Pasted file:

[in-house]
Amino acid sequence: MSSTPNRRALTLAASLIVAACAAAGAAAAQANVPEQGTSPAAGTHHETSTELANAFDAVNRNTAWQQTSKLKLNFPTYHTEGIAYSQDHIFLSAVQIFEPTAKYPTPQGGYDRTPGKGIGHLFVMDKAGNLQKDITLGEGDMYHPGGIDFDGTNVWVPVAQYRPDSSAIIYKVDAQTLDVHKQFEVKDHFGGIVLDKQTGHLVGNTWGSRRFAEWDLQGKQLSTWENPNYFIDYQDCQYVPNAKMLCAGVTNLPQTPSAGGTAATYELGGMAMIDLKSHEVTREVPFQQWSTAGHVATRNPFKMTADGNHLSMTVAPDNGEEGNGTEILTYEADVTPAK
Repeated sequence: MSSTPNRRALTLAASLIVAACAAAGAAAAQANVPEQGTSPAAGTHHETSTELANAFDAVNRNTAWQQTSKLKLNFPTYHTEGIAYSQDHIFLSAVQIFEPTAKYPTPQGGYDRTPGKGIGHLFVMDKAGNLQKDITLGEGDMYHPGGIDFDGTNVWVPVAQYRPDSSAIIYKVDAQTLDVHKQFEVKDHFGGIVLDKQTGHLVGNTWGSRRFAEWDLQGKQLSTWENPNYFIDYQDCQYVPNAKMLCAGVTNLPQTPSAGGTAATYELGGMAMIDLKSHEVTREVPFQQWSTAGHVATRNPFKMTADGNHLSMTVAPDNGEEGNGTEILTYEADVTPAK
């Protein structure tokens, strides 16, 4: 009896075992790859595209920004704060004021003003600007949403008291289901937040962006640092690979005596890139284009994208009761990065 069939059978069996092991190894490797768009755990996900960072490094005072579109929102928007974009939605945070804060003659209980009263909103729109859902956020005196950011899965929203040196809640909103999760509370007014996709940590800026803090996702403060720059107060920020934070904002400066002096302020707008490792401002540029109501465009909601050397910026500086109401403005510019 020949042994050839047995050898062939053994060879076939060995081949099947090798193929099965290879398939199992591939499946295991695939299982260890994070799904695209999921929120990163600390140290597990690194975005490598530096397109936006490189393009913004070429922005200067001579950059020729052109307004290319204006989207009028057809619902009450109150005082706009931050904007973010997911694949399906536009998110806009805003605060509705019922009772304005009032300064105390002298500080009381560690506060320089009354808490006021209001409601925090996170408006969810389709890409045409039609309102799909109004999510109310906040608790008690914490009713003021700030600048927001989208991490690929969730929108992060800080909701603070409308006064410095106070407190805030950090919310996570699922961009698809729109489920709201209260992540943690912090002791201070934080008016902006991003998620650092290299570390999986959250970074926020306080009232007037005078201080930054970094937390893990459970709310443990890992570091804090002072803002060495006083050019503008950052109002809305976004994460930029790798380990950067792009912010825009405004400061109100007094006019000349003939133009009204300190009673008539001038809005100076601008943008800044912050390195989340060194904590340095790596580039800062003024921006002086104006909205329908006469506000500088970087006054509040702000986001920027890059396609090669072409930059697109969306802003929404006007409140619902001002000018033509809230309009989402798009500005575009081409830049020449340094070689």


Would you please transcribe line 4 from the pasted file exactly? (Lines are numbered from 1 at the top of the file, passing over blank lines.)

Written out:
């Protein structure tokens, strides 16, 4: 009896075992790859595209920004704060004021003003600007949403008291289901937040962006640092690979005596890139284009994208009761990065 069939059978069996092991190894490797768009755990996900960072490094005072579109929102928007974009939605945070804060003659209980009263909103729109859902956020005196950011899965929203040196809640909103999760509370007014996709940590800026803090996702403060720059107060920020934070904002400066002096302020707008490792401002540029109501465009909601050397910026500086109401403005510019 020949042994050839047995050898062939053994060879076939060995081949099947090798193929099965290879398939199992591939499946295991695939299982260890994070799904695209999921929120990163600390140290597990690194975005490598530096397109936006490189393009913004070429922005200067001579950059020729052109307004290319204006989207009028057809619902009450109150005082706009931050904007973010997911694949399906536009998110806009805003605060509705019922009772304005009032300064105390002298500080009381560690506060320089009354808490006021209001409601925090996170408006969810389709890409045409039609309102799909109004999510109310906040608790008690914490009713003021700030600048927001989208991490690929969730929108992060800080909701603070409308006064410095106070407190805030950090919310996570699922961009698809729109489920709201209260992540943690912090002791201070934080008016902006991003998620650092290299570390999986959250970074926020306080009232007037005078201080930054970094937390893990459970709310443990890992570091804090002072803002060495006083050019503008950052109002809305976004994460930029790798380990950067792009912010825009405004400061109100007094006019000349003939133009009204300190009673008539001038809005100076601008943008800044912050390195989340060194904590340095790596580039800062003024921006002086104006909205329908006469506000500088970087006054509040702000986001920027890059396609090669072409930059697109969306802003929404006007409140619902001002000018033509809230309009989402798009500005575009081409830049020449340094070689």